The Cancer Volunteer Driver's car pulled smoothly up to the doors of Princess Margaret Hospital for my second to last round of radiation. I thanked the driver and hopped out and the world lurched and spun.
Stunned, I reached out and supported myself against the roof of the car. But the world still spun.
The hospital doors loomed before me, thronged with patients coming and going. I pushed myself away from the car and propelled myself on shaking legs toward the spinning doors where others exiting the building supplied the motive power. In terror of collapse, I searched the lobby desperately for a free seat.
And found one.
I literally collapsed into it and my private earthquake came to an abrupt end. Seemingly with no damage done.
For a while I sat quietly watching the passing parade, the endless swirl of the sick and dying as they moved with something resembling an odd dance through the massive lobby. I looked up at the tall graceful balconies high above me and took courage.
I had a brief appointment with the oncologist to discuss a frightening experience I'd had the night before when I suddenly began to throw up blood and then a half hour of radiation before I could go home and put all this behind me. But first I needed to get to my appointment because it wouldn't come out to the lobby to meet me. And there wasn't far to go, just around the corner to the elevators and down one story.
I got up slowly, tentatively and the world stayed still. Thankfully I shuffled on weak and shaking legs toward the elevators and found one just opening its door and headed in my direction.
At the radiation oncologist's department, I gave the receptionist my hospital card and the world started to spin again.
"I have to sit down," I said, collapsing into a nearby by chair. She looked at me with concern.
"Your appointment with the doctor is in the radiation clinic on the next floor down," she told me. "Would you like me to come with you?"
I was about to say no, just give me a minute and I'd be fine but suddenly realized I wouldn't be. So I just nodded my head and she came and took my arm and together we descended to the next floor, where she took over and quickly ushered me into the clinic.
I thanked her and the head nurse came and sat with me for a while discussing my various symptoms.
"The doctor needs you have some blood work," she explained "So I've sent for a porter to take you to the blood lab and bring you back to us again. So just make yourself comfortable until the porter comes."
But after fifteen minutes the porter still hadn't come.
"We have a spare bed," one of the other nurses suggested, "Why don't I just do his blood collection here, it looks like he's been through a lot and it would speed things up."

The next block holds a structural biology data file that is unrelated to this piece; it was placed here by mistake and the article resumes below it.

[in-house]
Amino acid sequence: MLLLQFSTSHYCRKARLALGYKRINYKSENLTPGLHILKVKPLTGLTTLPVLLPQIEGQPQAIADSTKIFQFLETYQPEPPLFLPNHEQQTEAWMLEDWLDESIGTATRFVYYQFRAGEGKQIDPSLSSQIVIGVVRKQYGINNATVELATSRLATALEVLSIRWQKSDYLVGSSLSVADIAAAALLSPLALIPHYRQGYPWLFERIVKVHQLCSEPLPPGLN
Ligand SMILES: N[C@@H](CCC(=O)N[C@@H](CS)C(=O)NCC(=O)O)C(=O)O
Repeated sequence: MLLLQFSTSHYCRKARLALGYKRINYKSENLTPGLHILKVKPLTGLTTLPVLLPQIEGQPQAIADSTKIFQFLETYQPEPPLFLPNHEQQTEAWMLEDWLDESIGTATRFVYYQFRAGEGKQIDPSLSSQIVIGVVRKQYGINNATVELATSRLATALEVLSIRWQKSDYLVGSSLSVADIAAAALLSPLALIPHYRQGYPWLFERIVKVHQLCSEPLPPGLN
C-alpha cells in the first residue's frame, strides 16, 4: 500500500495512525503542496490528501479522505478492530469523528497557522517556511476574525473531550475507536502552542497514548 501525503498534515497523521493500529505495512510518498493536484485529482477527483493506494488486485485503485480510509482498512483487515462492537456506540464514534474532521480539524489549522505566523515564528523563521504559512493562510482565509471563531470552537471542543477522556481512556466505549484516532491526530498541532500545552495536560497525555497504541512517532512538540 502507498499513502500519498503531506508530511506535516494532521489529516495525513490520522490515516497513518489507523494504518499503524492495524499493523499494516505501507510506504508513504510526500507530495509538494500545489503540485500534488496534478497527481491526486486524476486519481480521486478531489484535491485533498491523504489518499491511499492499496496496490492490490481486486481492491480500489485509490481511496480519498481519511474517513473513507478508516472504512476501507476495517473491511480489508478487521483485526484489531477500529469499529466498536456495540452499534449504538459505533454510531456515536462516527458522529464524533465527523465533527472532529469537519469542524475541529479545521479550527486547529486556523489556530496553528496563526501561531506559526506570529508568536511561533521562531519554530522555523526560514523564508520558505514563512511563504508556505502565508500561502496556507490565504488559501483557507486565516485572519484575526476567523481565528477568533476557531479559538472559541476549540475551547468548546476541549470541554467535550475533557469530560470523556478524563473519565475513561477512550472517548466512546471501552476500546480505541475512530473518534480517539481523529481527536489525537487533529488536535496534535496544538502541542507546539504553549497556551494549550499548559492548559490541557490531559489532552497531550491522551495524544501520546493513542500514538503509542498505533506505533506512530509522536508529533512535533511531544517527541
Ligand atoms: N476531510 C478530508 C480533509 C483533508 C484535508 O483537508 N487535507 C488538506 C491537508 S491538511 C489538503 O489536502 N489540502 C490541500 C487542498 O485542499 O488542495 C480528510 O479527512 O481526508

I fought my way across another earthquake zone to a curtained bed and lay on the cool crisp sheets. The day wasn't going at all as I had planned. But this felt good.
My blood taken, the oncologist arrived.
"Oh Barry," she said, a kind warmth in her eyes. "You look so terribly sad."
And she reached out and took my hand in a simple human gesture.
And for the first time since this all began five months ago, five months of battles cheerfully gone into, five months of receiving bad news after bad news, five months of loosing my work, my runs with along the top of the bluffs with Lindsay, five months of being able to keep up with simple chores around the house, five months loosing such everyday things as the ability to eat whatever and whenever I wanted, five months of loosing my sense of myself as a strong and vigorous man, five months of turning from a husband into a patient, something broke in me.
And I began to cry.
Suddenly, embarrassingly, profoundly, began to sob.
While the oncologist continued to hold my hand and the nurse went scurrying for Kleenex.
"It's been a long hard battle, hasn't it?" she said. "That last week of combined chemo and radiation is a terrible thing we have to put people through. Not many come through it was well as you have."
The nurse returned and I dried my eyes but my brain had turned to mush.
"You are terribly dehydrated," the oncologist went on. "We're gong to rehydrate you and you will start to feel much better. You'll get your strength back, I promise you. Now lay back and we'll get you a warm blanket."
And so I laid back on the bed and they got me a blanket and hooked me up to a two litre IV of liquid, turned off the light in the little cubicle and left me to watch the water dripping into my veins.
And gradually, slowly, drip by drip, I began to feel better. Calmer.
Until, at last, I slept.
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